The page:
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Mobile Vocus CI-TOF Data Relate Volatile Chemical Products to Traffic Emissions and Population Density

Volatile Chemical Products

Coggon, M. et al.
DOI: 10.1073/pnas.2026653118
Proceedings of the National Academy of Sciences, 2021

Volatile Chemical Product (VCP) Emissions Enhance Ozone and Modulate Urban Chemistry

VOCs emitted by industrial and consumer products, or “VCPs”, are important pollutants in urban areas. In fact, in major urban areas in the United States, this diverse class of chemicals can account for half of petrochemical volatile organic compound (VOC) pollution. In this study, researchers used mobile laboratories equipped with TOFWERK CI-TOF mass spectrometers to experimentally determine the relationship between VCPs, traffic emissions, and population density in large cities in the United States and in Europe. In addition to mobile drives comprising thousands of kilometers in the United States and Europe, one of the CI-TOF mass spectrometers was also deployed long-term in New York City to make detailed urban flux measurements.

Using mobile laboratory data, the researchers showed a clear enhancement of anthropogenic pollutants around each city. These pollutants comprise not only traffic emissions (such as benzene and other aromatics) and unambiguously manmade chemicals such as D5 siloxane (a personal care product ingredient), but also monoterpenes, which are emitted by trees but also used as fragrances in consumer products. Incredibly, the magnitude of the artificial-fragrance monoterpene emission from New York City was found to be comparable to that of a forest.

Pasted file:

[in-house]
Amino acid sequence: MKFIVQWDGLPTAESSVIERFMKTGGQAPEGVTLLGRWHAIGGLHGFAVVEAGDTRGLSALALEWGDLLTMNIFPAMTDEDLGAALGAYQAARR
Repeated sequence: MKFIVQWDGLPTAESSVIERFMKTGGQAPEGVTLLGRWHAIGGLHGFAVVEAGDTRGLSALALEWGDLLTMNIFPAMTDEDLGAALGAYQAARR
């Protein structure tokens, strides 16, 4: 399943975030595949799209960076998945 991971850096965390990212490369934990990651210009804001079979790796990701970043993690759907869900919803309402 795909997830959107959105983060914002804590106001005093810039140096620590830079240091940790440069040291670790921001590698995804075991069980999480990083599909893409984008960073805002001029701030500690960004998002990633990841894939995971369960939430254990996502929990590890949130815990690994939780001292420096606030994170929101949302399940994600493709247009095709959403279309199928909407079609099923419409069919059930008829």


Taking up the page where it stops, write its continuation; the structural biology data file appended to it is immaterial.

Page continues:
Finally, by combining the experimental data with air-quality modeling, the researchers were able to quantify the contribution of volatile chemical products towards ozone formation. Ozone is a health hazard and tightly regulated in most developed countries, and it is important for regulatory agencies to precisely understand the sources of ozone-forming chemicals. Data and modeling from this study indicated that VCPs are a significant contributor to urban ozone formation: more than half of the ozone formed from anthropogenic VOC pollutants could be traced back to VCPs.

Specific advantages of TOFWERK CI-TOFs in this study include:

  • Ease of operating the instrument in a mobile laboratory, and its dependability over long distances
  • Ability of the instrument to quantify many substances not easily measurable with other techniques
  • Good instrument characterization, enabling comparison between multiple instruments

TOFWERK scientists contributed the European data used in this study. Extensive mobile laboratory data from China are also available. Please contact us to learn more about mobile monitoring with Vocus CI-TOF mass spectrometers, or our measurements in Europe and in China.

Image of customized Tofwerk CI-TOF used in study.

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